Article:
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So you thought localization was easy

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Yeah, no

I think we're all guilty of underestimating just how difficult a process localization really is.

There are reasons why some games never make it out of Japan. We rarely hear exactly why, but it's probably more complicated than some executive at Nintendo wanting to rain on your parade.

Translation is usually what we think about when localization is brought up, as if the process of bringing a game from one region to another were little more difficult than running the script through Google Translate and calling it a day. No. Again, it's way more complicated than that. Translation isn't a quick and easy thing. There are cultural references, idioms, and turns of phrase that just don't, well, translate. But even once the herculean task of converting a mountain of text into a language your target audience can understand is finished, the job is far from over.

Just go take a peek at XSEED Games' blog, where localization consultant Jessica Chavez recently discussed the state of affairs surrounding The Legend of Heroes Trails in the Sky SC, a role-playing game for PSP and PC that the studio has been working on for... God knows how long. There are reasons for that, of course. And I'm not going to get into all of them here out of respect for the parties involved. But chief among them is the fact that Trails in the Sky is a massive game.

To illustrate that point, Chavez recalled trying to pull up a document containing the game's full text on her computer, only to have the machine buckle and blue-screen under the weight of the file. Quality assurance sounds like a total headache, too. Even once you cram all those words into the game, the battle is far from over. For example, you are then likely to get problems like this:

In addition to randomly inflating words and spacing issues (that sometimes require the localization team to rework entire lines of dialogue) there's all sorts of other bugs that need to be addressed, like glowing doorways to nowhere, whatever is going on in this .gif, and disappearing scenery. And that's just the fun stuff that Chavez decided to share. I'm sure there are other untold horrors.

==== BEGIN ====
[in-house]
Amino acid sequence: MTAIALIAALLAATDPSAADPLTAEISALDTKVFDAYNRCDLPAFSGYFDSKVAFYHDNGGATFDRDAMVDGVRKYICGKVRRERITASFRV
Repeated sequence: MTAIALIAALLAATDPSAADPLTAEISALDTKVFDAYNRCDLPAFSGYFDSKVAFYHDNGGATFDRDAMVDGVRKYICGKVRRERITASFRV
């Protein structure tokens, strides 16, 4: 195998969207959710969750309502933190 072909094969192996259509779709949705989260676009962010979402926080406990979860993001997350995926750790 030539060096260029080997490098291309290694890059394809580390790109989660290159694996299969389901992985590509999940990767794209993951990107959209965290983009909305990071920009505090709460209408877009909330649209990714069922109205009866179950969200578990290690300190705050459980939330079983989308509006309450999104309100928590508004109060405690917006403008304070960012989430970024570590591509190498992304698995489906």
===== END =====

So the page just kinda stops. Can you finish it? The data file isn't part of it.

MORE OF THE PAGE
Every game is unique, with its own problems and challenges, all of which can make the process more difficult, lengthy, or just not commercially viable for the publisher or development team. In December 2012, Capcom's then-senior vice president Christian Svensson told fans why the company wouldn't be localizing the gorgeous PlayStation 3 and Nintendo 3DS shooter E.X. Troopers as "all of the text is 'hard coded' as actual art. The text isn't just standard 'text' that could be swapped relatively easily. To localize a release, one would have to redo a ton of art in the game."

More recently, Senran Kagura creator Kenichiro Takaki said that while he would love to bring his latest project, a rhythm game called IA/VT Colorful, to western markets, it just wasn't feasible due to all the rights involved with the music. According to XSEED's Tom Lipschultz, the royalties involved with licensing would have bloated the game's budget and made it unmanageable. 

So maybe the next time you're about to curse a company's name and hammer out an angry comment here or elsewhere on the Internet when word breaks that a game you really wanted was delayed or isn't coming here, stop and think. Maybe there's a good reason behind the decision.

That all said, God fucking dammit, Sega! Bring over Valkyria Chronicles 3 already, you monsters!

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Kyle MacGregor Burleson
Kyle MacGregor BurlesonWeekend Editor   gamer profile

used to work Now I just hang around and make a more + disclosures


 


 



Filed under... #Editorial #Localization #Notable

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